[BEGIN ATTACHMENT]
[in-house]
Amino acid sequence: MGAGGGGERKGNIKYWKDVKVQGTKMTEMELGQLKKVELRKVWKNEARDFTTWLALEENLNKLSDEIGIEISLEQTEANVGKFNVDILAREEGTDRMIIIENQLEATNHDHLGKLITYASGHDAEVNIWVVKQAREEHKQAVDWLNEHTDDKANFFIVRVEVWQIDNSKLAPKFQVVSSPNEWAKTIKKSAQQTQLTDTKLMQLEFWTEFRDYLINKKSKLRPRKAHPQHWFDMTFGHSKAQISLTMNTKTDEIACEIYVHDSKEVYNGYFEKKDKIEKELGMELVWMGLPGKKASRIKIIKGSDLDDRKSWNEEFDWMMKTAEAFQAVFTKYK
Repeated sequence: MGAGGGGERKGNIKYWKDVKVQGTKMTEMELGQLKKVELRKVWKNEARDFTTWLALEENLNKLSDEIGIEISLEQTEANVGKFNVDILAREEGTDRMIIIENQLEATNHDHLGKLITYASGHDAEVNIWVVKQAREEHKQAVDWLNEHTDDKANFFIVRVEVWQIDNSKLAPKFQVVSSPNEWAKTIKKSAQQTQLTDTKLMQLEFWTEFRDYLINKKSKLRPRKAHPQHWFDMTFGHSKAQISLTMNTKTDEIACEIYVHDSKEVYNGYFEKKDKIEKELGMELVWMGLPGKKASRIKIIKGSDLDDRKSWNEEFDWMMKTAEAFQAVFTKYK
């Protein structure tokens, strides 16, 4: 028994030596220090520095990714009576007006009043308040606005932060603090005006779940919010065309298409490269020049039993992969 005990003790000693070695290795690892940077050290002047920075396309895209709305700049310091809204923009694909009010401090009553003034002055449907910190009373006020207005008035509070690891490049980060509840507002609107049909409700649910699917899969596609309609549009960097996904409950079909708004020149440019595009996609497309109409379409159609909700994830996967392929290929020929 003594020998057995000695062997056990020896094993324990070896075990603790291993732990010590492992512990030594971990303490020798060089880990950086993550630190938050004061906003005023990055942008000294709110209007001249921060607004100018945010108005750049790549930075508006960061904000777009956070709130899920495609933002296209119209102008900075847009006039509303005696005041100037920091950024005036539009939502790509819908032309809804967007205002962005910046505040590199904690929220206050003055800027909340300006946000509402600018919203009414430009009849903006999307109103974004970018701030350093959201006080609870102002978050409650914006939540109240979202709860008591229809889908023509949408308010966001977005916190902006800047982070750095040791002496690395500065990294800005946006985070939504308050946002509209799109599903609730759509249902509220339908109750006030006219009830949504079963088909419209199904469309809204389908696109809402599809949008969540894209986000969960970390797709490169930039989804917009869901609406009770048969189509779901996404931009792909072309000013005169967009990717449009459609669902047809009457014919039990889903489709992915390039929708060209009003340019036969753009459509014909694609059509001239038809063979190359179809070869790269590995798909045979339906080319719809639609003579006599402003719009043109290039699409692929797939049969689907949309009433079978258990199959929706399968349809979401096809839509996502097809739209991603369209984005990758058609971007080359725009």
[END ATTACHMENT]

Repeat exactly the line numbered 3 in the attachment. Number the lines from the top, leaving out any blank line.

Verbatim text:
Repeated sequence: MGAGGGGERKGNIKYWKDVKVQGTKMTEMELGQLKKVELRKVWKNEARDFTTWLALEENLNKLSDEIGIEISLEQTEANVGKFNVDILAREEGTDRMIIIENQLEATNHDHLGKLITYASGHDAEVNIWVVKQAREEHKQAVDWLNEHTDDKANFFIVRVEVWQIDNSKLAPKFQVVSSPNEWAKTIKKSAQQTQLTDTKLMQLEFWTEFRDYLINKKSKLRPRKAHPQHWFDMTFGHSKAQISLTMNTKTDEIACEIYVHDSKEVYNGYFEKKDKIEKELGMELVWMGLPGKKASRIKIIKGSDLDDRKSWNEEFDWMMKTAEAFQAVFTKYK